implementing the NPDES permitting, compliance, and enforcement program.
    This proposed rule identifies essential NPDES facility-specific 
information that EPA and authorized programs need to receive 
electronically from NPDES-permitted facilities and information that 
NPDES-authorized programs need to submit to EPA. This information would 
be submitted to EPA in a nationally-consistent manner [i.e., using 
national data standards, in a format fully compatible with the NPDES 
national data system (ICIS-NPDES currently), and using consistent units 
of measure].
    Under this approach to electronic reporting, EPA is proposing to 
revise the existing federal regulations addressing state, tribe, and 
territory NPDES program requirements, pretreatment, biosolids 
management, and other parts of NPDES subprograms (such as concentrated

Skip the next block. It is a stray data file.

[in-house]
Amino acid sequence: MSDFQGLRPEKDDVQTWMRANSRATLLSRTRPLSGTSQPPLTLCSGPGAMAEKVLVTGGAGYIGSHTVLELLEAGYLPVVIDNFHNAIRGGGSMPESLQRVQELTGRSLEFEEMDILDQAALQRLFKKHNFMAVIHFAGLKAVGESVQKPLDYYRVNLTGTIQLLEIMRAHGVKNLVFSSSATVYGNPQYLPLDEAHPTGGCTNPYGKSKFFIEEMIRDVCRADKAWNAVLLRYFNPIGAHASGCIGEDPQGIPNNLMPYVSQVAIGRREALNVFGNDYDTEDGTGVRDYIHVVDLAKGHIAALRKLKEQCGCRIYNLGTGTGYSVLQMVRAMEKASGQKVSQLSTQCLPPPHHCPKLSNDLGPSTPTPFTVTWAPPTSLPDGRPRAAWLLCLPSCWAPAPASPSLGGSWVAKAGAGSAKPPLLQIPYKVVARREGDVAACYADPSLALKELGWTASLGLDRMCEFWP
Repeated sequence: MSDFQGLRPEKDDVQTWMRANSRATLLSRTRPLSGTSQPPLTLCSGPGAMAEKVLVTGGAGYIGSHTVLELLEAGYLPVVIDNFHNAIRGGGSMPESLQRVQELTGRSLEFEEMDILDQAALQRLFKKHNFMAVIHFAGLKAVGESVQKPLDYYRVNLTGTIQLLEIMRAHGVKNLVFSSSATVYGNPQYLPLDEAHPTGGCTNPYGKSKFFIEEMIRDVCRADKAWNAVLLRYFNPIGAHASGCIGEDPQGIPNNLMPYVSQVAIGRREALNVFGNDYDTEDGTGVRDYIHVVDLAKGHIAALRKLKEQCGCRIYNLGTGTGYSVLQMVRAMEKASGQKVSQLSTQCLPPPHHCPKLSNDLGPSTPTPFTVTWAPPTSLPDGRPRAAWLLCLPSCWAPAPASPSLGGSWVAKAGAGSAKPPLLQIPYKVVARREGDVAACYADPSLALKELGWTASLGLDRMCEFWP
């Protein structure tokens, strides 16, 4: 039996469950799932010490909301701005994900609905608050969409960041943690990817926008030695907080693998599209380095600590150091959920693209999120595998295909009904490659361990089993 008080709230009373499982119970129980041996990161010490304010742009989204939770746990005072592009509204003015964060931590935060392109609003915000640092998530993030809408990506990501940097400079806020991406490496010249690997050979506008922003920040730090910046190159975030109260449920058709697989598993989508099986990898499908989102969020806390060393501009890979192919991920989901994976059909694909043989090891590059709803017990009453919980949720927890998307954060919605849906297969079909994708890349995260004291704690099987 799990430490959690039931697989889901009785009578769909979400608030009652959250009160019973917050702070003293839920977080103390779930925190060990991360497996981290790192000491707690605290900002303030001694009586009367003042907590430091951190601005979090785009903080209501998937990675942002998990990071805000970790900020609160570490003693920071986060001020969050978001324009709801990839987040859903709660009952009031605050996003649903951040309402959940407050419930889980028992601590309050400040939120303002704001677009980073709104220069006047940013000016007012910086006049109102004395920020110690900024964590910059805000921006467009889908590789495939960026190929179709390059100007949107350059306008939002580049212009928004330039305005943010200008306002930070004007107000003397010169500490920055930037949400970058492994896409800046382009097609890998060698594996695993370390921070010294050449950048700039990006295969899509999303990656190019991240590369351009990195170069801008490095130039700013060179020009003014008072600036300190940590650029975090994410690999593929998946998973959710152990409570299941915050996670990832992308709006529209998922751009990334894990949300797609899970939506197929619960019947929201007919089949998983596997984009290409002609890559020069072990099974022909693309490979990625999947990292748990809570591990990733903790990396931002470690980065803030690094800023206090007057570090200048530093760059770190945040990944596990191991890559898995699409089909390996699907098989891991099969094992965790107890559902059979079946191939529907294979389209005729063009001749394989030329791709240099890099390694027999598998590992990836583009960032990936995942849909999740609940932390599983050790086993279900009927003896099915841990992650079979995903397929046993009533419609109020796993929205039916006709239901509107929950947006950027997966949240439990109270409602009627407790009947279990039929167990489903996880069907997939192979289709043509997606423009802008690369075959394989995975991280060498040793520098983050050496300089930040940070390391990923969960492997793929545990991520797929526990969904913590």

animal feeding operations, stormwater, and sewer overflows) to change 
the mode by which NPDES information is provided. EPA has identified the 
following NPDES data types for which electronic submission will be 
required from the NPDES-regulated facilities:
     Self-monitoring information as reported on Discharge 
Monitoring Reports (DMRs) for major and nonmajor facilities (including 
subprograms as appropriate), and similar self-monitoring pretreatment-
related information submitted by industrial users located in cities 
without approved local pretreatment programs. Facilities are already 
required to report this information via paper reports. It also 
represents the largest current reporting burden on states as they are 
required to report this information to EPA for major facilities;
     General permit reports [Notice of Intent to be covered 
(NOI); Notice of Termination (NOT); No Exposure Certifications (NECs); 
Low Erosivity Waivers (LEWs)], which are required for initial permit 
coverage, permit coverage termination, approval for permit coverage, or 
permit exclusion. These reports would be submitted electronically from 
facilities in relation to coverage under a general NPDES permit (rather 
than an individually-issued NPDES permit);
     Sewer overflow event and bypass event reports for POTWs or